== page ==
I hope you will continue to get polite treatment even if you dye your hair
DMBTraveler is offline  
Sep 15th, 2012, 09:11 AM
Join Date: Jul 2006
Posts: 13,264
US Immigration officer at Logan airport in Boston, when I said I had been to France, asked why I would I would go there since they all hate us. I replied that the French were welcoming and kind. She answered" Well they don't like Bush and we're all Bushies!" I wish I had taken down her name to report her. I didn't say anything back to her as I wanted to enter the US and not be detained.
HappyTrvlr is online now  
Sep 17th, 2012, 07:38 AM
Original Poster
Join Date: Oct 2009
Posts: 4,075

Besides they are the ones who gave us "French Fries"
DMBTraveler is offline  
Sep 17th, 2012, 03:02 PM
Join Date: Feb 2004
Posts: 23,074
Part of a lengthy exchange between and INS agent and @ ORD earlier this month:

INS: Where are you going?
Me: The Canadian Rockies. We are transiting to Calgary.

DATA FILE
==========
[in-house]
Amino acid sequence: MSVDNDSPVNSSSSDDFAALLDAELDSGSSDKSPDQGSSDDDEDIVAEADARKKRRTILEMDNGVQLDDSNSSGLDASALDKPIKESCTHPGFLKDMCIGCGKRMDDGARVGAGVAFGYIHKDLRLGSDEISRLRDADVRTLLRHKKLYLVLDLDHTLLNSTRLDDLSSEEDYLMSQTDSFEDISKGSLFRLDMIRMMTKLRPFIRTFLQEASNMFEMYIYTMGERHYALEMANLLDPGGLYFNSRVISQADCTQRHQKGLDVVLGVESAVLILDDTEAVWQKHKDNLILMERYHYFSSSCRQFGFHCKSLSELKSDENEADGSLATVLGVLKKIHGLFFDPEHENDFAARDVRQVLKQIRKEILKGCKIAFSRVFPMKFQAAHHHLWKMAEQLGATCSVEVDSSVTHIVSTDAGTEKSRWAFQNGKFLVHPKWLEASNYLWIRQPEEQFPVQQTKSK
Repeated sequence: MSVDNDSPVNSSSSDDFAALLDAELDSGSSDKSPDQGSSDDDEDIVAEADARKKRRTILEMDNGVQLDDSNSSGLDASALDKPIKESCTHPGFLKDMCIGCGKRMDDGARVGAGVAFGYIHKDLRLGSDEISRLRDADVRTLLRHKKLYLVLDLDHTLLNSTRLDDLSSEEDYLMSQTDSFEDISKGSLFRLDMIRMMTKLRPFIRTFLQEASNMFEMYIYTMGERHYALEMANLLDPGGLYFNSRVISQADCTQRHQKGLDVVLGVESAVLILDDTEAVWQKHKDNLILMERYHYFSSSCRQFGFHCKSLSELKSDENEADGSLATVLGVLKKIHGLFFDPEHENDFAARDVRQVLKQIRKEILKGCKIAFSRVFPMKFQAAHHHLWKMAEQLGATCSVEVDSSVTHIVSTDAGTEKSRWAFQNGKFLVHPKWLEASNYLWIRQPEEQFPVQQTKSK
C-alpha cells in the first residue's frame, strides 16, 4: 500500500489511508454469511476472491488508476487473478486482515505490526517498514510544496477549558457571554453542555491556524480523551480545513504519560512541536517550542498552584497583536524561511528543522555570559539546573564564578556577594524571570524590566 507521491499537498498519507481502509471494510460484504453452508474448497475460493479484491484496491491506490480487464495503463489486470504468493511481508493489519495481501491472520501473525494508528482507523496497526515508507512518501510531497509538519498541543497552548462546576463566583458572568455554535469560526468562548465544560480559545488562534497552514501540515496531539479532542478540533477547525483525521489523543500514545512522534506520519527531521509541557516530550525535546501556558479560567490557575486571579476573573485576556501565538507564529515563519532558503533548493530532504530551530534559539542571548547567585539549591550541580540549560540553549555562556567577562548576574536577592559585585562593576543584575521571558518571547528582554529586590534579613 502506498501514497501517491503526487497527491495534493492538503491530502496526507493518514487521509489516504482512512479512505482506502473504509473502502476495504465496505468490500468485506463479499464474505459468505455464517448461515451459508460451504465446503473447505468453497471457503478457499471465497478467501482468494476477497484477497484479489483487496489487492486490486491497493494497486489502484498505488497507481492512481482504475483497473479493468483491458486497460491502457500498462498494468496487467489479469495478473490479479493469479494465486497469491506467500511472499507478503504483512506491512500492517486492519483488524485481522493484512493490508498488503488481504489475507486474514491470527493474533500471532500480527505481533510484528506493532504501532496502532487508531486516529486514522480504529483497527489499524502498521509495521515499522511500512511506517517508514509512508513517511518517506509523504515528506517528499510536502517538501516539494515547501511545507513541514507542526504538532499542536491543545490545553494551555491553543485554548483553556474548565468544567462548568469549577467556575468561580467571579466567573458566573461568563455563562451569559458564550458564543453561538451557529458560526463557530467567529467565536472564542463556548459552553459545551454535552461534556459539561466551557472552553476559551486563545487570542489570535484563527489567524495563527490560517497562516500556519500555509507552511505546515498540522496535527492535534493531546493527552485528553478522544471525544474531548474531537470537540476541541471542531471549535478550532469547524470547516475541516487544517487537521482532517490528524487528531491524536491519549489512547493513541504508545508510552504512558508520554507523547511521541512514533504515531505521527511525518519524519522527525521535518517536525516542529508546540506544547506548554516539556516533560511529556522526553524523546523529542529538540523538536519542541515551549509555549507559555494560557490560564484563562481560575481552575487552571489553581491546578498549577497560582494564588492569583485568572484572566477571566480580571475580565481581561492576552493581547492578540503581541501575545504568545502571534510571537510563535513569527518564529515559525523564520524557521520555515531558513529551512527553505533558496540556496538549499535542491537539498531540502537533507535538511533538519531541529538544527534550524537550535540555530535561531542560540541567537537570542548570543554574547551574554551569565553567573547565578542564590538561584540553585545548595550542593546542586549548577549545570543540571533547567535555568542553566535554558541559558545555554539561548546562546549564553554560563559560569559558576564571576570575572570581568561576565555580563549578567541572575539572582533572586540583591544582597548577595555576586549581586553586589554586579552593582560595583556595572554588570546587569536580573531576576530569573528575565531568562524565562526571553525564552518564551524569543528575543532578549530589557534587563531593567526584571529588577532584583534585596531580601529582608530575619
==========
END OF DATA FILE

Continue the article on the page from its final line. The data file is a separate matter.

INS: There is Rockies in Canada? Isn't that in Colorado?
Me: No, m'am. The Rockies extend all the way up to Canada.

Well, I guess this is more a sign about the US education system more than about immigration.
rkkwan is offline  
Sep 17th, 2012, 04:42 PM
Original Poster
Join Date: Oct 2009
Posts: 4,075

"Eh, what's up doc?" Don't put down the US education system because of one experience with one individual.

Although you may have a point, I think this is more about this individual's lack of travel experience or education more than it is about the US education system.

I think people like Bill Gates, Bill Clinton, Warren Buffet, Sandra Day O'Connor, Barbara Boxer, Madonna, even Bugs Bunny and many others like them are products of the US education system
DMBTraveler is offline  
Sep 25th, 2012, 06:58 AM
Original Poster
Join Date: Oct 2009
Posts: 4,075
Kudos for Immigration and Customs officials at "The Port Of Miami". Fast, efficient and somewhat friendly.

Must be from all the Florida sun
DMBTraveler is offline  
Sep 25th, 2012, 08:11 PM
Join Date: Feb 2004
Posts: 23,074
Okay, so it's not the issue with US education. Yet, an agent with the Customs & Border Protection having poor knowledge geography is a sign of.... sign of, whatever. Well, at least she should know when NOT to open her mouth.
rkkwan is offline  

Thread Tools
Search this Thread

Contact Us - Archive - Advertising - Cookie Policy -


All times are GMT -8. The time now is 02:46 PM.